Alleviating Urban Blight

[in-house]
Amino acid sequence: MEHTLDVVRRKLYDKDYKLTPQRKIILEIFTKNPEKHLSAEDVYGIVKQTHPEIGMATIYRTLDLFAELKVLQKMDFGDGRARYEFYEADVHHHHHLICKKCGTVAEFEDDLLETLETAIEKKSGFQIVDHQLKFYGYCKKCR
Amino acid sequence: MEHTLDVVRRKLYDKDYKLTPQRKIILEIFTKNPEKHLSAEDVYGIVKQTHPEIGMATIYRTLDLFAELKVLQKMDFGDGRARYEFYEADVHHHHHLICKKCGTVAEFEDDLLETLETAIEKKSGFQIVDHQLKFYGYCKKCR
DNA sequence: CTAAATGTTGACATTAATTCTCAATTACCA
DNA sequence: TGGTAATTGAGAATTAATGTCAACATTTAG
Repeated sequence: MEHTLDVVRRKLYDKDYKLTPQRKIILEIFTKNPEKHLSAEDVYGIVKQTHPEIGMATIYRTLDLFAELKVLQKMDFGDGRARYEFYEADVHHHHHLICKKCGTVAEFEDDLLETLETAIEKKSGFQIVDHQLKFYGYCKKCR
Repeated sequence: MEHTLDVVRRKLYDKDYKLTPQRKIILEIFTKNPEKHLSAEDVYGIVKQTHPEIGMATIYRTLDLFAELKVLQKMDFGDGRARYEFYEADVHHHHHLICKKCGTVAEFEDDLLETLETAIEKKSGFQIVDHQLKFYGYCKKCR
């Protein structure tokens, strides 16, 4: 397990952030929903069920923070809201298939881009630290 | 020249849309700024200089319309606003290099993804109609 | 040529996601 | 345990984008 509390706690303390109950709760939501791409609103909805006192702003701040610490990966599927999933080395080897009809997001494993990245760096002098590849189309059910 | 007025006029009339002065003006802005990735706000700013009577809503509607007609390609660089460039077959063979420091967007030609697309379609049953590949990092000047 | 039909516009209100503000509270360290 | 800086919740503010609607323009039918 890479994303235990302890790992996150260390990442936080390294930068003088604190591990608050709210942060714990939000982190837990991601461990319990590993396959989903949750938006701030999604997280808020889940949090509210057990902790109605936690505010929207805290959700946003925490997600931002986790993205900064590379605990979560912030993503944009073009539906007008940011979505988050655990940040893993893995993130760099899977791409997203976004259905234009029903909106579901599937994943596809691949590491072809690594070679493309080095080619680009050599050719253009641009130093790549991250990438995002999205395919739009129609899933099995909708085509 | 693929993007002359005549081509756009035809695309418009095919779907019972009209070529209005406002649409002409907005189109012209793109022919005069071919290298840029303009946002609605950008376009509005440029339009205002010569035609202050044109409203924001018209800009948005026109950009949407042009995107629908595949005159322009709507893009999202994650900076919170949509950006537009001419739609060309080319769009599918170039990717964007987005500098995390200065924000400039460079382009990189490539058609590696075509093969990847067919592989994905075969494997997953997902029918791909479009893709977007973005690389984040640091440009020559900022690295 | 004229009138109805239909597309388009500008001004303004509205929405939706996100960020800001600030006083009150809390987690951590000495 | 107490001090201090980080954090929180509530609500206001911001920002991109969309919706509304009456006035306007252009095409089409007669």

Alleviating Urban Blight Mariah Beatty-Adams Kent School of Social Work University of Louisville Urban Blight in Louisville Louisville is known for internationally for the annual derby, that the upper-class and wealthy attend as a group for recreation, and entertainment. It is a time that economically, that the city is in its element. Millions of dollars are spent on derby paraphernalia, horse paraphernalia and alcohol for the masses. The city is becomes a city that never sleeps. Patrons of the derby are attracted to the large three malls, the hustle and vibrancy of the â€Å"hipster† mini- town of Bardstown Rd. and are seen at all the touristic options throughout town; especially those that are directly related to our city’s most prized possession, Muhammad Ali. Although patrons are excited to learn about Muhammad’s hometown, no one frequents past 9th street, an area that is infamously known for crime, and drugs. West Louisville is an area of the city that is kn own for not only crime that is birth from the area, but also falling victim to urban blight, similar to other urban and inner city areas of large cities nationally and globally.According to the US Census, out of more than 5000 properties in the five neighborhoods that make up West Louisville, 22. 1% of the homes are vacant or abandoned. An area that used to thrive with African American businesses, and industrial powerhouses that were less than environmentally friendly, has fell victim to the counter- productive action of urban renewal. There are only a slew of fast food restaurants, and an even larger number of liquor stores; unfortunately leading to the area become a food desert.An area where residents cannot acquire the ideal nutrients that are set by the FDA that every person should digest to remain healthy and active. However minorities are often limited to processed package foods, due to their only being one grocery store in the area. The only businesses there are seen in the a rea are barbershops, beauty salons, payday loan businesses, and a handful of makeshift retail stores. Leaving several residents without means for an income, becoming even more impoverished. Out of the 61,251 people inhabiting West Louisville, on average 13. 4% are unemployed.This doesn’t take account the several workers who are underemployed, struggling to make ends meet in an area that is not known for upward mobility. A change must be brought to the area that does not have a negative impact on the inhabitants, but a solution that will bring in a sense of promise and change the lives of the people who live in the constant fear that their local government has truly forgot about. In the year of 1957, Louisville constituents voted on a $5 million urban renewal project. Urban renewal refers to the public efforts to bring life into the aging and decaying inner cities across that nation.The term was heavily used and introduced to cities following World War II. Unfortunately the pa th to urban renewal is too destroy what is deemed destructive. Several businesses and public housing homes were tore down leaving the inhabitants to fend for themselves and business owners on the streets with their dreams in stride. Instead of working with already strong foundations and beautiful architecture, these pieces of history were demolished, destroying the sense of community with the debris caused by destruction.Thrown up in the place of these businesses and homes, were new pieces of architecture, still leaving the cause of West Louisville’s blight unharmed. Ethical Analysis and Ideologies of Current Solution Urban renewal in Louisville embraces the private good over the well-being of the public. Similar to the theory presented in the analysis titled The Economics and Ethics of Private Property by Hans-Hermann Hoppe, where he goes even far as to describe in great detail the fallacies of the public good.Results of the destruction caused by urban renewal have shadows o f the historical ideologies that our nation’s closed mind, white superiority foundation. Ideologies such as Individualism, Independence and the Protestant Work Ethic. Where the results have left the residents of the community on their own(individualism) The protestant work ethic is founded on the vision of wealth. â€Å"Hard work and wealth are signs of personal and moral worth† unfortunately minorities the west end work hard and have no wealth, nor anything to show for their work efforts. Those who are poor are considered as not having a proper or sufficient work ethic and are often considered inferior†. (Enoch,2012) When constituents are living in poverty and are feeling forgotten, you have not worried about those who are affected, or an ends to a mean. Nor did the urban renewal ordinance use funds to access the source of urban blight or the lack of income in the community. Unemployment and lack of economy of the area are the crooks behind the hundreds of desol ate and abandoned homes all over the West end.Non- profit organizations, such as the Metropolitan Housing Coalition, struggle to combat urban decay; yet have not found viable and visual solutions to the social issue. Proposed Solution To combat the social issue of urban decay, we must educate the residents of the area, many residents who are unhappy with their environment; yet have not been given the voice to help create and foster change in their own community. For change to be truly progressive, the need for change must be truly felt by those who are affected.Education is a key source of change. We must hear and allow residents to speak up on the changes that they want to be seen, the problem with social issues are that the activists are often times people who are not living in the environment that they work to change. We have no idea what changes are truly needed from residents, and they may be unaware that the changes that they need to live are in fact available or tangible. Wit h a united need for change, activists and groups such as MHC, need to work with residents to establish a sense of community.Areas throughout the west end and their inhabitants are often portrayed in the news and media as enemies, several people who grew up in neighboring areas are seen slain, both victims of death and self-hate. If we are working for the same change, how would that be tangible without a sense of unity? To establish education and also a sense of community, there needs to be monthly West End hall meetings, where Advisory boards from each of the five neighborhoods in West Louisville speak amongst each other and activists on the changes that need to be seen and together produce a set of actions to complete the changes needed.Also establish classes in simple do-it- yourself projects that could be done in abandoned homes to rebuild them together, and also throw park clean up parties to get rid of the trash and debris that are in the park and renovate parks that are deemed desolate. To get youth involved establish youth advisory boards, similar to Pact in Action, to speak on the changes they would see and provide the youth with the resources and voice needed for their educational career and changes. To nd the downward mobility that has only been available to several of the residents. Also coordinate neighborhood block parties and barbeques so it can be a sense of community that could not only be felt but seen by residents. To reestablish a flow of economy in the neighborhoods, and reduce the money going to fast food restaurants and liquor stores; have communities and neighborhoods raise money to purchase abandoned pieces of land that are full of garbage and debris, and turn them into a community garden.It would slowly but surely put an end to the food desert that the West has grown to be and reestablish healthy habits within the community. Every weekend there could be an organized farmer market between the neighborhoods where residents could sell the food they hand grew, and supplement a form of income in the several homes that are in need. Possibly establishing a shopping district, similar to the ones that were owned by African Americans in the 50’s and 60’s, to give residents a steady means of income.Instead of selling and advertising areas such as downtown, and east Louisville as business gems, sell west Louisville to possible business prospects by stating the cheap rent rates and the vast number of available lots and homes that can be â€Å"flipped†, instead of spending a fortune on new buildings and offices. Establish a working relationship with business prospects and the community to introduce prospective employees. Working relationships should be facilitated by the Council for a compassionate city, the mayor’s office, and also the governor’s office.The governor could benefit by acquiring skills and knowledge to produce the same action plans in cities in the state that are also victims o f white flight and urban blight. To efficiently reduce and hopefully alleviate the social issue. Several people who have lived in the city of Louisville have not ventured past 9th street. I believe it is due to the 7th street connector and 9th street connector or â€Å"Great Wall of Louisville† as I affectionately refer to it. Which is constructed I’m sure was constructed at a time where city ordinances were processed to segregate African Americans from white neighborhoods and areas.As a suggestion from Louisville Mag, this construction needs to be demolished similar to the homes and businesses of the impoverished to allow the West End community and the other areas to not only allow economic growth but a sense of community that can lead to resources in the renovation of west Louisville. However in its opposite it is proposed that there is a connection from the water front and connectors from the west end. Possibly leading to shopping districts to the west end. Also pro vide access with two lane roads and to businesses. Ethical Analysis of Proposed Solution/ TheoryThese actions adopt both deontological theories and Rawlsian liberalism. Deontological theories believe that you do not harm individuals especially minorities; and is about moral obligations. Meaning it is based on the community as a whole and will not allow an individual to fall underneath the economical cracks. According to Rawlsian Liberalism, each person is to have an equal right to the most extensive basic liberty compatible with a similar liberty for others. (the Liberty Principle) Meaning every person should have the right to healthy food, and the basic necessities for living.Families in the area currently have a high rate of unemployment, and can’t acquire the things they need on the lack of income, or no income they have. With these plans the conditions of both will improve, may not be the first day but one day. Work Cited 1. moss, J. (2013, march 13). West of ninth. Louis ville Magazine, Retrieved from http://loumag. epubxp. com/i/111400/30 2. Stemle, C. (2013, march 13) So close, but so far. Louisville Magazine, retrieved from http://loumag. epubxp. com 3. Jimenez, J. (2011). Social policy and social change. Long Beach: Sage publications.